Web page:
Pauline • Link
Noted for her beauty.
Pauline • Link
From her husband's entry in L&M Companion
"[James] and his beautiful wife Elizabeth were friends of Pepys close enough to be invited to the stone feast and, in the case of Elizabeth, close enough to make Elizabeth Pepys jealous."
"Her beauty had been extraordinary and was remarked on by others than Pepys. In 1678 she had her 19th child and was said still to look only 20. She was alive in 1696."
Pauline • Link
"...she had her 19th child and was said still to look only 20."
I have to add that I am jealous too.
dirk • Link
"she had her 19th child and was said still to look only 20"
Hardly believable, is it?
michael j. gresk m.a. • Link
what is truly amazing is that she survived the birth of (at least) 19 children!!
An Elisabet Pearse, "washer woman to the Queen" was recorded as a witness at the birth of James Francis Edward Stuart, 1688. But not in the "official" list of witnesses that James, "the old Pretender" published years later to prove that he had NOT been switched at birth, but in a protestant pamphlet that tried to show that he had.
"This servant to the Queen, that used to receive a yearly sum of 2500 guilder, tells us the following:
1. That she had heard the Queen crying loudly.
2. That this went on until the (so called) Prince of Wales was handed to mrs Labadie
3. That the midwife held up the afterbirth
4. That she with her servant carried away the soiled bed linnen while it was still warm
5. That from looking at the bedlinnen handed to her from time to time she could see that her majesty had been in the same circumstances as women are apt to be.
and 6. That her majesty at that time had had milk in her breasts, as shown by the shirts.
The pamphlet goes on to argue that all of this was secondary evidence and could easily have been falsely constructed to switch a stillborn baby with a healthy changeling.
"De onwettelyke getuygen, George Jeffreys cancelier en Robert grave van Sunderland, president van de geheyme raad van Jacobus de II. coning van Groot Britanje, en secretaris van Staat: Nevens andere getuygen tegens malkanderen, in hunne gegeven attestatien, over de geboorte van den genaamden prince van Wales: Geconfronteert en ongegrond bevonden."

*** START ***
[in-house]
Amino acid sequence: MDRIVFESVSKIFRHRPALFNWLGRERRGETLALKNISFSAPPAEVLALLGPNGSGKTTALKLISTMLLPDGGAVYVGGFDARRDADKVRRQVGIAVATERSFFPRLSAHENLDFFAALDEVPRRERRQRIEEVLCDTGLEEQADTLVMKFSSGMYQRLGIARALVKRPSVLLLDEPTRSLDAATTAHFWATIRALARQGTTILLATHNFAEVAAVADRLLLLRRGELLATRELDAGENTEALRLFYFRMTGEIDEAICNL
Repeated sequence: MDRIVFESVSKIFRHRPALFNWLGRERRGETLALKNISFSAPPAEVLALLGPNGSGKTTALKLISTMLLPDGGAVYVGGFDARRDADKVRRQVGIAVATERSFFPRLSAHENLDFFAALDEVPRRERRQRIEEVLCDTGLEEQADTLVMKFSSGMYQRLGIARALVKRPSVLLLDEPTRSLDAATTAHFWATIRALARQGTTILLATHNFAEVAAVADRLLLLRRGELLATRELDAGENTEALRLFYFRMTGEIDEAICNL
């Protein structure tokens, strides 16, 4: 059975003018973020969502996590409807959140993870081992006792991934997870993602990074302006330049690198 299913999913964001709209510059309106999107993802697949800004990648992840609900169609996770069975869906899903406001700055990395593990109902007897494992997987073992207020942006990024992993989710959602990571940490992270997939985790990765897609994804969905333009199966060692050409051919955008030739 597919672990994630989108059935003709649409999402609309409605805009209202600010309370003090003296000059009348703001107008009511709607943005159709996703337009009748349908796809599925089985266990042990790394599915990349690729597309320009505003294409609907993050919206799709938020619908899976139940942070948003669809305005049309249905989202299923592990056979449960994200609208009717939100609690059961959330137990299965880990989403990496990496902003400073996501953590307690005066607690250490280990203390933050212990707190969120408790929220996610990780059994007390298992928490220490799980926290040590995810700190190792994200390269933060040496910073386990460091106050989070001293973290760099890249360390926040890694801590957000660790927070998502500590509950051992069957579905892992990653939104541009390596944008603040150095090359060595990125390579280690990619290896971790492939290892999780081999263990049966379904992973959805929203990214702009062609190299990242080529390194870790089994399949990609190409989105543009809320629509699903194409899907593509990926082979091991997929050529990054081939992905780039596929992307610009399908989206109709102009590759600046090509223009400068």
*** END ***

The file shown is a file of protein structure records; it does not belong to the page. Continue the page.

Monday, August 6, 1666 – Elizabeth Pepys and Betty Pearse have words, and the bad feelings linger for several months, to Pepys’ displeasure. I’m not sure what it really was about:
“By and by comes Mr. Pierce and his wife, the first time she also hath been here since her lying-in, both having been brought to bed of boys, and both of them dead. And here we talked, and were pleasant, only my wife in a chagrin humour, she not being pleased with my kindnesse to either of them, and by and by she fell into some silly discourse wherein I checked her, which made her mighty pettish, and discoursed mighty offensively to Mrs. Pierce, which did displease me, but I would make no words, but put the discourse by as much as I could (it being about a report that my wife said was made of herself and meant by Mrs. Pierce, that she was grown a gallant, when she had but so few suits of clothes these two or three years, and a great deale of that silly discourse), and by and by Mrs. Pierce did tell her that such discourses should not trouble her, for there went as bad on other people, and particularly of herself at this end of the towne, meaning my wife, that she was crooked, which was quite false, which my wife had the wit not to acknowledge herself to be the speaker of, though she has said it twenty times. But by this means we had little pleasure in their visit; however, Knipp and I sang, and then I offered them to carry them home, and to take my wife with me, but she would not go: so I with them, leaving my wife in a very ill humour, and very slighting to them, which vexed me. However, I would not be removed from my civility to them, but sent for a coach, and went with them; and, in our way, Knipp saying that she come out of doors without a dinner to us, I took them to Old Fish Streete, to the very house and woman where I kept my wedding dinner, where I never was since, and there I did give them a jole of salmon, and what else was to be had. And here we talked of the ill-humour of my wife, which I did excuse as much as I could, and they seemed to admit of it, but did both confess they wondered at it; but from thence to other discourse, and among others to that of my Lord Bruncker and Mrs. Williams, who it seems do speake mighty hardly of me for my not treating them, and not giving her something to her closett, and do speake worse of my wife, and dishonourably, but it is what she do of all the world, though she be a whore herself; so I value it not.
… “I set them both at home, Knipp at her house, her husband being at the doore; and glad she was to be found to have staid out so long with me and Mrs. Pierce, and none else; and Mrs. Pierce at her house, and am mightily pleased with the discretion of her during the simplicity and offensiveness of my wife’s discourse this afternoon.”
Chart showing the number of references in each month of the diary’s entries.